In step 566, the processor 30 checks the end of the data block provided by the application layer to see if it has an ETX character at the terminal end of the data. If so, the sending unit's processor cannot tell whether the current data transmission that just ended was the last one expected in an exchange or whether it should expect responding data to come back from the remote receiving unit. Therefore, it does not start to tear down the data link. Instead, it leaves the sending unit in data mode and waits to receive data from the remote unit. On the other hand, if the current data transmission coming from the sending unit's application layer is not terminated with an ETX character, the processor proceeds to the next step 568 to check for an ETB character, as will be described below. If the ETX character was detected at step 566 and the data link is left intact, as described above, the next step 572 would be to receive the next data transmission from the remote unit. Since both units operate under the same protocol, any data transmission received from the remote unit by the sending unit at step 572 also has to end with one of the characters ETX, ETB, or EOT. Therefore, the sending unit's processor can also tell from the data transmission received from the remote unit whether the data link is to be torn down. Consequently, at step 574, the data received in step 572 from the remote unit is checked by the processor for the terminal character ETX. If ETX is present, the controller still does not tear down the data link and leaves the sending unit in data mode ready to send more data, as determined by the application layer. However, if the data received in step 572 does not terminate with an ETX, the processor checks for an ETB in the next step 576. If an ETB is present, the indication is that the remote unit expects to receive just one more response from the sending unit. Therefore, the processor keeps the sending unit in data mode for sending one more data transmission at step 580. However, if an ETB is not detected at step 576, the processor goes to the next step 578 and checks for the EOT character. If the EOT character is not present, the indication is that end of data transmission did not arrive. Therefore, the processor tears down the data link at step 584 to return to voice mode and reports an error at step 588. If EOT is detected at step 578, the processor knows that nothing else is expected either from or to the remote unit, and so it tears down the data link at step 586 and reports success at step 590. At the same time, the remote unit would also have torn down its data link and returned to voice mode in response to the same EOT character.
Returning to step 568, if the original data transferred by the sending unit to the remote unit did not terminate with an ETX, the processor checks for the ETB character at the end of the data transmission. If the ETB is present, then one more response is expected from the remote terminal, so the data link is left intact to receive that response. The expected "one data" response from the remote unit is then received at step 582, and upon receipt, the processor proceeds immediately to step 586 to tear down the link and return to voice mode. It also reports the successful data transfer at step 590.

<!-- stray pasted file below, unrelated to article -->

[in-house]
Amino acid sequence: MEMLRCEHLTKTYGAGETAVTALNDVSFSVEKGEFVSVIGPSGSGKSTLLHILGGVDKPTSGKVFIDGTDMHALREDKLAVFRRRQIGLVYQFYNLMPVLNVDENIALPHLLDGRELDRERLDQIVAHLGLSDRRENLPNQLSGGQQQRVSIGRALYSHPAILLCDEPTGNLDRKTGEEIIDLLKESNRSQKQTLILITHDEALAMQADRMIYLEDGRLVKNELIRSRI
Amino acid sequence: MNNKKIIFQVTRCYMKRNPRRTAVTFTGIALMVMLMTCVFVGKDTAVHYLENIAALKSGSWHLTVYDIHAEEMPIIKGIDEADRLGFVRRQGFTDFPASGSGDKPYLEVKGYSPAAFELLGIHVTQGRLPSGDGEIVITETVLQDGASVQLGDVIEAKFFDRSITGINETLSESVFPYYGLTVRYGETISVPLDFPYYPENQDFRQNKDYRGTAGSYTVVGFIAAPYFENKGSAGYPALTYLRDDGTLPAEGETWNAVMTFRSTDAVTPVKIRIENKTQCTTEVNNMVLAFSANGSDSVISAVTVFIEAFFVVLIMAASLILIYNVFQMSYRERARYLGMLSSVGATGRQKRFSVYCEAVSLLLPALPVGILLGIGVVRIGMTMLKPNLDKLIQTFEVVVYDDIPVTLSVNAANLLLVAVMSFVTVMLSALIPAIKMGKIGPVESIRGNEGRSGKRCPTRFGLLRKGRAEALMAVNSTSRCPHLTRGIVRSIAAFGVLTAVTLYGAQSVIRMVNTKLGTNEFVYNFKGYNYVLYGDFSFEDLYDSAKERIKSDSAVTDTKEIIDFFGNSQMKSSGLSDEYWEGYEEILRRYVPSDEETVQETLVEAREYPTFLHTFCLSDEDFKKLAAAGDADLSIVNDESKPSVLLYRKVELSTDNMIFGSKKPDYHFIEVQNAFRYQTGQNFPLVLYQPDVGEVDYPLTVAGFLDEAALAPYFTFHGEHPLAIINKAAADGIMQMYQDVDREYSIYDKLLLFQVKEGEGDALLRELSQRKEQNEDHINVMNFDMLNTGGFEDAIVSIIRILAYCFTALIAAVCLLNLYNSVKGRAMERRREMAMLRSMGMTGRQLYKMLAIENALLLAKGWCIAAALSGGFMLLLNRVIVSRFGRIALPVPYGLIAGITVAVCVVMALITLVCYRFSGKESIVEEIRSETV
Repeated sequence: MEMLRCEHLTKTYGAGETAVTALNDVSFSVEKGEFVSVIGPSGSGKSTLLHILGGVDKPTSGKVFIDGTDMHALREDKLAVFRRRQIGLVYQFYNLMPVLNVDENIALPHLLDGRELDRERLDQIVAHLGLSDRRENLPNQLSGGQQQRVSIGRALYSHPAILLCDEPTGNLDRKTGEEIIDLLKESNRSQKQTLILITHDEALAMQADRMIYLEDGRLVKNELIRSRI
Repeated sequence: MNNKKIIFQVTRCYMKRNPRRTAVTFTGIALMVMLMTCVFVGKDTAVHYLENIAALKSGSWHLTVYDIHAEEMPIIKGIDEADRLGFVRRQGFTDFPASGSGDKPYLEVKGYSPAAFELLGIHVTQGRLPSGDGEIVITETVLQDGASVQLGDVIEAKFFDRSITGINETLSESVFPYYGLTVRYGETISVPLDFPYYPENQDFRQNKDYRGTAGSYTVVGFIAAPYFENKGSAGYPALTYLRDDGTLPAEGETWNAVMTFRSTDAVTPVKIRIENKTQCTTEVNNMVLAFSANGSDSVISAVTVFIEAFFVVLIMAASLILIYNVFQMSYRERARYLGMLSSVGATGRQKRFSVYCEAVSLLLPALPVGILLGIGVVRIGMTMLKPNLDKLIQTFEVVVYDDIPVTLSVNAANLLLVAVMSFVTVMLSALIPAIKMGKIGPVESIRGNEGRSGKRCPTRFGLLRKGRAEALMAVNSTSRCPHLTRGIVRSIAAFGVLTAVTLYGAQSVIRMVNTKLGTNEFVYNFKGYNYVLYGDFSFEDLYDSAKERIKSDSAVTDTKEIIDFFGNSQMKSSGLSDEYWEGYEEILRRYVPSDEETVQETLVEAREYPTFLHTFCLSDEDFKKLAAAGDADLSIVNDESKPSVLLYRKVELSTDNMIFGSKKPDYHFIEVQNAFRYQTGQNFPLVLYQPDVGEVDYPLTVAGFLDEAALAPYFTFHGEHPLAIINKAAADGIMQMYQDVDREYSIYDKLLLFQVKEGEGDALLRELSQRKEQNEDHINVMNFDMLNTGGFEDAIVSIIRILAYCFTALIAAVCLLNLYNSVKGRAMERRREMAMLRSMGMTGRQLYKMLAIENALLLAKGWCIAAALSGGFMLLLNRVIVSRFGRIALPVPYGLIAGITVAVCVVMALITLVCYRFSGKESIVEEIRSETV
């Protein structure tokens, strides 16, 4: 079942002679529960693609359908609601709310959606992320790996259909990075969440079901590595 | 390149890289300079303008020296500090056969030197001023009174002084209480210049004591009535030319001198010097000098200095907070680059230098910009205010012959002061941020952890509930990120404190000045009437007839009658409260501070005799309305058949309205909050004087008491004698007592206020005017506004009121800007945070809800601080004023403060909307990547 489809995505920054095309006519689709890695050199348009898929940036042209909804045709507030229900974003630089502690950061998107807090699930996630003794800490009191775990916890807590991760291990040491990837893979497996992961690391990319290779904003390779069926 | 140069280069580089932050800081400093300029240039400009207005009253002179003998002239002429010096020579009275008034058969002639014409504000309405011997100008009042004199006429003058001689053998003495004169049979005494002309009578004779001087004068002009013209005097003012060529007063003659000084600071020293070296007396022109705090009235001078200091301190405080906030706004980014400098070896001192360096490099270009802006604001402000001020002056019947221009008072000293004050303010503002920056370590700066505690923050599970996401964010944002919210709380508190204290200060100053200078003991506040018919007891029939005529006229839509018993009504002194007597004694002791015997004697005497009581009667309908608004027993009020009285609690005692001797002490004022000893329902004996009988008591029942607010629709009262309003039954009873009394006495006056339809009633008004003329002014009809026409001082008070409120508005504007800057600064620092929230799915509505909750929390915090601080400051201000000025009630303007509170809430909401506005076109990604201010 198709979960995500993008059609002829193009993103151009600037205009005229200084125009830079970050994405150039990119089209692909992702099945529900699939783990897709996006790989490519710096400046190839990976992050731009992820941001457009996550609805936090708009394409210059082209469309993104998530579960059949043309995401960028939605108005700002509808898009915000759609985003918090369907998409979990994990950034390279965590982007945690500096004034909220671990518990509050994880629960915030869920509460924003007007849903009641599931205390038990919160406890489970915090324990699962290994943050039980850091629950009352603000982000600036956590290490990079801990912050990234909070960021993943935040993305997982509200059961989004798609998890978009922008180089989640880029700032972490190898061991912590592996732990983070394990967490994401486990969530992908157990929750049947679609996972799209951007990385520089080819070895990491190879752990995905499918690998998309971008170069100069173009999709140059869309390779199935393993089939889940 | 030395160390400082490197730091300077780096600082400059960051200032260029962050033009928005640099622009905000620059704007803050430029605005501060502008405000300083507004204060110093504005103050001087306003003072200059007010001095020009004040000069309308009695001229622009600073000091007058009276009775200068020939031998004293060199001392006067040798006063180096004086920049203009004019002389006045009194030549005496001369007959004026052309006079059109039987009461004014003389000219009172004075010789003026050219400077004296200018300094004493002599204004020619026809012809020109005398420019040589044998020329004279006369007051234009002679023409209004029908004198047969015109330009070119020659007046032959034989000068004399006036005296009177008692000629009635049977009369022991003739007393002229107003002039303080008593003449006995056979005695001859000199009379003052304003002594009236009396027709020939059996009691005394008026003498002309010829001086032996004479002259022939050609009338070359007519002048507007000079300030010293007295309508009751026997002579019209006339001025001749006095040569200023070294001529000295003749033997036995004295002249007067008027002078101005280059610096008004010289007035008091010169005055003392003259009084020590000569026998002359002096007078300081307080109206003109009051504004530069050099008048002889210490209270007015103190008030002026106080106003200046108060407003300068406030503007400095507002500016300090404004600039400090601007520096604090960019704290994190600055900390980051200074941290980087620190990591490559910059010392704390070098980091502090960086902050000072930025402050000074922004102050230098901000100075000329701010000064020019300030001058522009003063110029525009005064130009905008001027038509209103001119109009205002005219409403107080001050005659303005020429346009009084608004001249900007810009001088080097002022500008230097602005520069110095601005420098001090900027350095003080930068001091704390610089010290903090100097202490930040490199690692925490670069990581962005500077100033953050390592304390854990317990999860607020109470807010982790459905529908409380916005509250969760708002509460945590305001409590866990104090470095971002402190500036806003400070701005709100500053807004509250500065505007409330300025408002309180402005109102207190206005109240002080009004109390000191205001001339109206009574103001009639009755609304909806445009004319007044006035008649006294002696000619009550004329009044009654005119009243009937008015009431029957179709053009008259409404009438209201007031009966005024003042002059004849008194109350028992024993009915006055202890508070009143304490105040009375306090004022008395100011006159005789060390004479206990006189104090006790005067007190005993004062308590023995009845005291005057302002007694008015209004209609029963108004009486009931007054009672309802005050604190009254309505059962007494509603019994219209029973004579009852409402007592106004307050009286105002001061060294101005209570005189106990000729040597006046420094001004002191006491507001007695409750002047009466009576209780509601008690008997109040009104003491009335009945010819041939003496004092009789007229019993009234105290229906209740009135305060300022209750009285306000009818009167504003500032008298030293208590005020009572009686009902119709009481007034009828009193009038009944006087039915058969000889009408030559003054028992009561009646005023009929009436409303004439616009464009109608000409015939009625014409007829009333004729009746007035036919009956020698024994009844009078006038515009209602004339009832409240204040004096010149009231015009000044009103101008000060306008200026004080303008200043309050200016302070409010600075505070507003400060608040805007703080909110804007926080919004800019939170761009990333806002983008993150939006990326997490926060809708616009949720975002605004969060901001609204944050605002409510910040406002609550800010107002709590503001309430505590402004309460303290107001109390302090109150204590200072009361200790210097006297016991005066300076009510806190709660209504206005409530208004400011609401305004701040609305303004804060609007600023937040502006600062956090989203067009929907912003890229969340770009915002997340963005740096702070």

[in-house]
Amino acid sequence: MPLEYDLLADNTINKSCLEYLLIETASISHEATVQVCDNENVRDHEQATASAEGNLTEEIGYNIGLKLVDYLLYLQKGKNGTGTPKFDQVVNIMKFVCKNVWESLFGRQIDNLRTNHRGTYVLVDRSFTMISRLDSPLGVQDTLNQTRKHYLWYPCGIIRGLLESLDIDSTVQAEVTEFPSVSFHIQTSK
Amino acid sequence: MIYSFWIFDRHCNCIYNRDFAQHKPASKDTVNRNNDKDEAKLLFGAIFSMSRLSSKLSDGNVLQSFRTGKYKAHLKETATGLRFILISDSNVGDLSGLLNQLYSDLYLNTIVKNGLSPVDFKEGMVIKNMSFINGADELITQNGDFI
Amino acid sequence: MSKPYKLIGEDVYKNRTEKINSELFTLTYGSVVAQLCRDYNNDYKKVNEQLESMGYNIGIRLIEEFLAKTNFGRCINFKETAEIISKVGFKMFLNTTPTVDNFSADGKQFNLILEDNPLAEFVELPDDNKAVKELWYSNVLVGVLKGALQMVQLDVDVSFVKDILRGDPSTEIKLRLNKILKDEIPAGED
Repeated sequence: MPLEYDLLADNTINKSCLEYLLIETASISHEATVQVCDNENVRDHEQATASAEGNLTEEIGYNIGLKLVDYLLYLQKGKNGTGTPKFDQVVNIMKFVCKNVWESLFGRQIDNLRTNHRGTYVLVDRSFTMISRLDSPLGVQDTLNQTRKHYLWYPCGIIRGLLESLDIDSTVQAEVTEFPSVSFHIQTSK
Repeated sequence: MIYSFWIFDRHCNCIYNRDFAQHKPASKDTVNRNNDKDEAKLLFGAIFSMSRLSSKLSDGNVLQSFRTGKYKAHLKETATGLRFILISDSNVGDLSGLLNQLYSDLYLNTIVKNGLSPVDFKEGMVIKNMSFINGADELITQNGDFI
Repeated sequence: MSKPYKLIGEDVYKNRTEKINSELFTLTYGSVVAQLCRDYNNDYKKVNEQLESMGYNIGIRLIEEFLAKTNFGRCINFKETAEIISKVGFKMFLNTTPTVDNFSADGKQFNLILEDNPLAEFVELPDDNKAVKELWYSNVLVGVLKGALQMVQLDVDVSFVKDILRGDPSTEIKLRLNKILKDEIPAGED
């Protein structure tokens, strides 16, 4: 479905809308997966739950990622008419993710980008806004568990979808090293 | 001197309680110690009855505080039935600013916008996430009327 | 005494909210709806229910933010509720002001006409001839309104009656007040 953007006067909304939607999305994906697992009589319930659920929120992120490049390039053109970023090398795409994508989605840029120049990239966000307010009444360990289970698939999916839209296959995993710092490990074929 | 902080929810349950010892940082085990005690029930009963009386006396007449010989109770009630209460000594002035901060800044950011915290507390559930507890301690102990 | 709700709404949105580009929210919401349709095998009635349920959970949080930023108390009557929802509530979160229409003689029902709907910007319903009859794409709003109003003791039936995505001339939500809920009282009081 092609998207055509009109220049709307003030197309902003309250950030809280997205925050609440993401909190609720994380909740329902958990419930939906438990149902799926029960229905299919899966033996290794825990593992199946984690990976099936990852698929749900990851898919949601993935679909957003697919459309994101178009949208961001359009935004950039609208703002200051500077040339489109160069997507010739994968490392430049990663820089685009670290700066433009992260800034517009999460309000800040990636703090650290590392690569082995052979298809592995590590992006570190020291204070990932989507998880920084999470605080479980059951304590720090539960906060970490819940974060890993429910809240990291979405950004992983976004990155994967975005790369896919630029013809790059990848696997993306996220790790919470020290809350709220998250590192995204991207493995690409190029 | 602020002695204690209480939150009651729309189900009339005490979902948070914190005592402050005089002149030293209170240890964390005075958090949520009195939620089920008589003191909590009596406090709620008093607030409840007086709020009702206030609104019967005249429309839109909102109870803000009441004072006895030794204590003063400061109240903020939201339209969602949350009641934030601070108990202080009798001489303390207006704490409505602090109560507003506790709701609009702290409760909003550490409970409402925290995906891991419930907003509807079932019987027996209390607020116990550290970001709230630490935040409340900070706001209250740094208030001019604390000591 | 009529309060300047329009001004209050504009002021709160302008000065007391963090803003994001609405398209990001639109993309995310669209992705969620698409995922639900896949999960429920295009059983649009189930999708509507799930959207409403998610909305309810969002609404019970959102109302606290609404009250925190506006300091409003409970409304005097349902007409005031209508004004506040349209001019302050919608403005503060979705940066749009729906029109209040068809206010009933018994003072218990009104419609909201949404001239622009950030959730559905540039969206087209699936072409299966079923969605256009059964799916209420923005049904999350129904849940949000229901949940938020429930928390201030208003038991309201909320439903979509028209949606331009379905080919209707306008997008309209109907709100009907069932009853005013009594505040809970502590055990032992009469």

Finally, if there was no ETB at step 568, the processor checks for EOT in the data transmission at step 570. If EOT is not detected, it tears down the link to return to voice mode at step 584 and reports the error at step 588. However, if the EOT is detected at step 570, the processor tears down the link at step 586 to return to voice mode and reports a successful data transfer. As mentioned above, the remote receiving terminal operates under the same protocol in the preferred embodiment of the present invention, so a separate description of the link tear-down procedure for the remote unit would be redundant.
The processor 30 can be used in the present invention to set the transmit signal level for the modem 24. In one embodiment, the application layer asks the user to specify the type of telephone system at the time the unit is installed. This information is relayed to the processor 30 which selects the appropriate transmit level from a built-in table of transmit levels based on the type of telephone system.
The processor 30 can also be used to adaptively set the transmit level for the modem 24 as part of the link establishment and retry procedures previously discussed. For example, the processor may initially set up the modem to transmit a predetermined default level based on the type of telephone system. If this is unsuccessful, the processor may retry using successively greater transmit levels.
The foregoing discussion has presented a high-level description to show the inventive concepts of this telecommunications system in a concise and understandable manner, as well as to enable persons skilled in this art to practice the invention. There are, of course, many more details involved in implementing the invention that are common and known to persons skilled in the art, such as implementing the HDLC protocol and the details of presenting a suitable user interface for the modem, the application layer, data compression algorithms, and the like.
The above disclosure sets forth a number of embodiments of the present invention. Other arrangements or embodiments, not precisely set forth, could be practiced under the teachings of the present invention and as set forth in the following claims.
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|U.S. Classification||379/93.09, 379/93.33, 375/E07.206, 379/442|
|International Classification||H04N7/16, H04M3/51, H04N7/26, H04M1/65, H04M11/06, H04M11/08, H04N7/50, H04M3/533, H04M3/527|
|Cooperative Classification||H04N19/90, H04Q2213/13376, H04M11/085, H04Q2213/13093, H04M11/066, H04Q2213/13175, H04N21/8586, H04M11/06, H04M3/51, H04M3/527, H04M3/533, H04Q2213/13072, H04L65/4007, H04M1/6505|
|European Classification||H04N21/858U, H04M11/06, H04M11/08B, H04M3/527, H04N7/26Z4, H04M11/06D, H04M3/51, H04M3/533, H04M1/65D, H04L29/06M4A|
|Nov 30, 1993||AS||Assignment|
Owner name: RADISH COMMUNICATIONS SYSTEMS, INC., COLORADO
Free format text: ASSIGNMENT OF ASSIGNORS INTEREST;ASSIGNORS:DAVIS, RICHARD A.;FRICK, KENNETH O.;MUIR, GREGORY;AND OTHERS;REEL/FRAME:006793/0333
Effective date: 19931123
|Apr 5, 1995||AS||Assignment|
Owner name: RADISH COMMUNICATIONS SYSTEMS, INC., COLORADO
Free format text: ASSIGNMENT OF ASSIGNORS INTEREST;ASSIGNOR:RADISH COMMUNICATIONS SYSTEMS, INC.;REEL/FRAME:007423/0622
Effective date: 19920330
|Mar 16, 1999||REMI||Maintenance fee reminder mailed|
|Aug 22, 1999||LAPS||Lapse for failure to pay maintenance fees|
|Nov 2, 1999||FP||Expired due to failure to pay maintenance fee|
Effective date: 19990822
|Feb 12, 2002||AS||Assignment|